STAY! – Tips from Our Trainer

Three Parts of a STAY + 1

By: Lisa J Edwards, CPDT-KA, CDBC

Lisa-and-Boo-272x300Too often we ask our dogs to STAY, and they don’t.  Why?

To get your dog to heed this command, you must first realize that there are three basic parts to STAY and there must also be a consideration of the environment surrounding the dog when the command is given.

STAY is the command that tells your dog to FREEZE IN PLACE. She can be in a sit, down or even stand position, but she must hold that frozen position until you release her. Ideally you will have your dog’s attention, then deliver the STAY command ONCE and not repeat it, and continually praise your dog with a “put the baby to sleep” kind of praise—soft and slow, using elongated words.

Your dog’s STAY command is then broken into these three parts: Duration, Distance, and Distraction.

Part 1: Duration—This is about teaching your dog to freeze in position for increasingly longer lengths of time. This means your dog learns that you will occasionally reward her with a tasty treat as long as she stays in place until you give her the release command, “free” or “all done,” at which point you will reward her again. Over time you will reward her only on the release command. If you are clicker training, you will reward only after the click and not intermittently throughout the STAY.  Hence, you will need to slowly increase the length of time you ask your dog to hold the STAY.

Many practice repetitions are usually required to build a decent duration on your dog’s STAY—NOT repetitions of the word STAY, but the whole sequence. You will need to slowly build the amount of time your dog stays so she begins to understand that you are asking her to hold this position longer and longer. DO NOT move away from your dog during this portion of the STAY training.

Part 2: Distance—This element is about teaching your dog to keep holding the frozen-in-place position while you walk away. You will not be able to say STAY and expect to walk away while your dog holds the position.  You will need to start by making small movements of your feet while your dog is holding her STAY for duration, and then add small steps side-to-side, small steps away and back again, all while you continue to reward your dog for holding this position.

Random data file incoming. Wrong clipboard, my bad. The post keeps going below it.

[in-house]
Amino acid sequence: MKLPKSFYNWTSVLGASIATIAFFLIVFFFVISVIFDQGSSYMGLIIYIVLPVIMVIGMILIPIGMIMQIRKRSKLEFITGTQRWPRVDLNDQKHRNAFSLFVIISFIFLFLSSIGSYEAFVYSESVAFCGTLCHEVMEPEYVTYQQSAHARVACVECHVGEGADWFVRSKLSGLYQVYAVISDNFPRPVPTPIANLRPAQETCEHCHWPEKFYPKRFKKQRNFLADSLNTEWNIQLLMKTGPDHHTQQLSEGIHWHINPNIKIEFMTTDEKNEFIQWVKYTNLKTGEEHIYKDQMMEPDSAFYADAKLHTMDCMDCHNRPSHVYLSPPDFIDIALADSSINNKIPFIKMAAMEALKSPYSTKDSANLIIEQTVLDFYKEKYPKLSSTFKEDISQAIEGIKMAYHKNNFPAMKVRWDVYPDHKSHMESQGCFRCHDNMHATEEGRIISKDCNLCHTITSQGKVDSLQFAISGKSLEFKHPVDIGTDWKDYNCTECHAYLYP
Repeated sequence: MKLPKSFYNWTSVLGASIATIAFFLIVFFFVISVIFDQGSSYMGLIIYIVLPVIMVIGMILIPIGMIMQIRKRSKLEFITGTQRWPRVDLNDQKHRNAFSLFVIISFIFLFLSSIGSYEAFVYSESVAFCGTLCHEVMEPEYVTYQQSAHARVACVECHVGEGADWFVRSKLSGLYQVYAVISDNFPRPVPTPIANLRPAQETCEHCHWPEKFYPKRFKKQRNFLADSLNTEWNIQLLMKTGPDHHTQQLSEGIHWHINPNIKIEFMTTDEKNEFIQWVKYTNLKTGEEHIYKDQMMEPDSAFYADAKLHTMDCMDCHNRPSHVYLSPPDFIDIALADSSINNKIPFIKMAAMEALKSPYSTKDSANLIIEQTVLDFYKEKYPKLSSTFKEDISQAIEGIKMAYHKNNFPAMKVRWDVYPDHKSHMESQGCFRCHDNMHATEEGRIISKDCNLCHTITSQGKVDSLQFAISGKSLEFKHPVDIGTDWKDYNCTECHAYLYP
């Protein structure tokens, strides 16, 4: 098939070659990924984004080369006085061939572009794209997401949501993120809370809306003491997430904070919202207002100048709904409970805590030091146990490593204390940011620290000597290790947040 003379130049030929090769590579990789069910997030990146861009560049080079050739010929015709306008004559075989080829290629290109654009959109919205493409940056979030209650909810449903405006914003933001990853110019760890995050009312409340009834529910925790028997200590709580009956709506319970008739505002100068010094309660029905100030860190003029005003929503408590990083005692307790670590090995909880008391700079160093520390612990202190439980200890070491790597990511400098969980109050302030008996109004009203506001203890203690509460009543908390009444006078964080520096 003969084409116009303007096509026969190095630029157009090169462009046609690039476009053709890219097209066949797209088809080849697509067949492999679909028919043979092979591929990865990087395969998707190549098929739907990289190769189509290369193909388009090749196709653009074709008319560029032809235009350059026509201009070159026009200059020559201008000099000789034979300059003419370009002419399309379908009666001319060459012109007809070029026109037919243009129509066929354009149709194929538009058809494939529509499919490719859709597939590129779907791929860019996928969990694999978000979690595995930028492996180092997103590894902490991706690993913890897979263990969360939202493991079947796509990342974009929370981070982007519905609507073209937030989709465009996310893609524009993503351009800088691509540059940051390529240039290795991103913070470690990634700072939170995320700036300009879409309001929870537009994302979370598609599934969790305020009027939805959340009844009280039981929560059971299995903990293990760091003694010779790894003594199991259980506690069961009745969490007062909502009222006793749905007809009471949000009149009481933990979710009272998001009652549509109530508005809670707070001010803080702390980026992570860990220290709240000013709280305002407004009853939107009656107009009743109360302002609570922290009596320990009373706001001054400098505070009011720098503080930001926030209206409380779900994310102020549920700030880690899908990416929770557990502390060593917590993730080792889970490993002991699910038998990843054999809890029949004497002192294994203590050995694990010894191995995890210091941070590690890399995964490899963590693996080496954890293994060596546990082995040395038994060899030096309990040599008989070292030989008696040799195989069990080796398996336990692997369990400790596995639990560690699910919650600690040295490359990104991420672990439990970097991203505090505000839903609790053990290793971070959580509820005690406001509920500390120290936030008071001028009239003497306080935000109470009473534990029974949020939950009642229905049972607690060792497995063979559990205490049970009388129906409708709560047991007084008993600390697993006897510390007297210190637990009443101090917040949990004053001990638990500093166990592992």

The reality is that most dogs are activated by movement so as soon as we move, they are moving too. We have to be patient with this element of STAY so we can reward them for doing what is so counter-intuitive to them—holding still while we move.

Typically we begin with duration so our dog understands the concept of freeze-in-place-until-I-say-all-done. Once we have a decent duration, we begin to add the movement and build distance. This usually requires us to reduce the duration and shorten the time we ask our dog to STAY as we build distance between ourselves and our dogs, allowing our dog to focus on the new element while not having to stress over the longer duration.

Slowly increase the distance you walk away from your dog, returning to reward her before you move away again. This allows her to understand that holding position while you continue increasing the distance and bringing the duration back up again is a very valuable thing to do.

Part 3: Distraction—This element is all about getting ready for the real world. Just because you have taught your dog to STAY it doesn’t mean she will be able to do this when someone knocks on the door, or when kids go riding by on their motorized scooters. Just like you built the duration and distance slowly we have to introduce distractions little by little to ensure that our dogs can STAY reliably when we actually need them to.

Once your dog can hold her STAY for several minutes while you are moving around—in and out of sight—you are ready to add in distractions. Start by walking around the room then suddenly running to the other side of the room while your dog remains in her STAY.  You may need to remind her verbally just a little to help her hold this. Once this is working, you can add in toys that dance, move, sing, or make weird noises and/or additional people coming and going in and out of the room at various speeds and making unfamiliar noises. Then, when all of this is working, you can have someone ring the doorbell when your dog is in her STAY.  Once your dog is able to hold her STAY when the doorbell rings or someone knocks, you can start to change the order of the distractions you introduce: have someone ring the doorbell or knock, then ask your dog to STAY. Many folks will need to play with positioning. In other words, some dogs will only be able to do the doorbell STAY if they are far enough away from the door, so start there and gradually move the dog to a position that is convenient for everyone.

This leads to the +1—Each time you change the environment—either outside with bike riders going by, in a pet store with much chaos, at your kid’s soccer game, or at the front door on Halloween with a constant stream of door knockers or ringers – you will need to assess your dog’s ability to be reliable in this environment. Sometimes, it will require going back to square-one STAY training, i.e. shortening the duration, increasing rewards to motivate the dog to follow the command in the new environment, and/or increasing your dog’s distance from the source of distraction.

Remember, just because your dog can STAY in your kitchen or back yard does not mean she is ready for the real life at front doors with bells and knockers, out and about in parks, at the vet, etc.